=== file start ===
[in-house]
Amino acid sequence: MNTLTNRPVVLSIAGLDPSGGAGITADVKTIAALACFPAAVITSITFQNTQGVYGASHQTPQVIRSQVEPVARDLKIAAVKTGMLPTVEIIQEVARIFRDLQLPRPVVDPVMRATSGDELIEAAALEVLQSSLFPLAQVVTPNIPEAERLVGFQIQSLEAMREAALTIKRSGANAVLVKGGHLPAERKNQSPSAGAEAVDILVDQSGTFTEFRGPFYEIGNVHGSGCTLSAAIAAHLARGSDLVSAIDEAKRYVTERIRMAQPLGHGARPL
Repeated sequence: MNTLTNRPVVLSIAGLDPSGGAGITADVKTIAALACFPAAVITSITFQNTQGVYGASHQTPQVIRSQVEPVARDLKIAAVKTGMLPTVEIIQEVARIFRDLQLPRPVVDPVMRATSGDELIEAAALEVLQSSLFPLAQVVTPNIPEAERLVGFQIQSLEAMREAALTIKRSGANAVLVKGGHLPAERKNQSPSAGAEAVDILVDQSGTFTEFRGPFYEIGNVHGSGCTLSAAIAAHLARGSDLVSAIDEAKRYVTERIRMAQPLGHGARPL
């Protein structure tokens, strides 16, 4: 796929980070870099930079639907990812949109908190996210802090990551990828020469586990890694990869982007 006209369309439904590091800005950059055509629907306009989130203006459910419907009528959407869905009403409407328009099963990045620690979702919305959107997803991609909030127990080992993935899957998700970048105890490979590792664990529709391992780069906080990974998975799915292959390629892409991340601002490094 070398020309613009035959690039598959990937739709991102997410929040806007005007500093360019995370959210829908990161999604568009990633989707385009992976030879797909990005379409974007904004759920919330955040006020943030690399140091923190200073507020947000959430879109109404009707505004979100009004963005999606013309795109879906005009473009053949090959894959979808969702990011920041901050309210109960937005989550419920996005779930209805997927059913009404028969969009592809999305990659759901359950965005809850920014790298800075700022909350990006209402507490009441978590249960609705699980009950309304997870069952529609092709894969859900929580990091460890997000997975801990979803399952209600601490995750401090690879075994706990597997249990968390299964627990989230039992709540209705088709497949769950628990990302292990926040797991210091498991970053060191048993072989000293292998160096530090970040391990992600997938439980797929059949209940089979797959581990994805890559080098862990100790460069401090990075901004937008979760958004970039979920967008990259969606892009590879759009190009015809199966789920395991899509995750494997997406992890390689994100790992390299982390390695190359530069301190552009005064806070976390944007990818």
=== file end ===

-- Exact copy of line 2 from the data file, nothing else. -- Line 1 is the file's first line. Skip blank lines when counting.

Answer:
Amino acid sequence: MNTLTNRPVVLSIAGLDPSGGAGITADVKTIAALACFPAAVITSITFQNTQGVYGASHQTPQVIRSQVEPVARDLKIAAVKTGMLPTVEIIQEVARIFRDLQLPRPVVDPVMRATSGDELIEAAALEVLQSSLFPLAQVVTPNIPEAERLVGFQIQSLEAMREAALTIKRSGANAVLVKGGHLPAERKNQSPSAGAEAVDILVDQSGTFTEFRGPFYEIGNVHGSGCTLSAAIAAHLARGSDLVSAIDEAKRYVTERIRMAQPLGHGARPL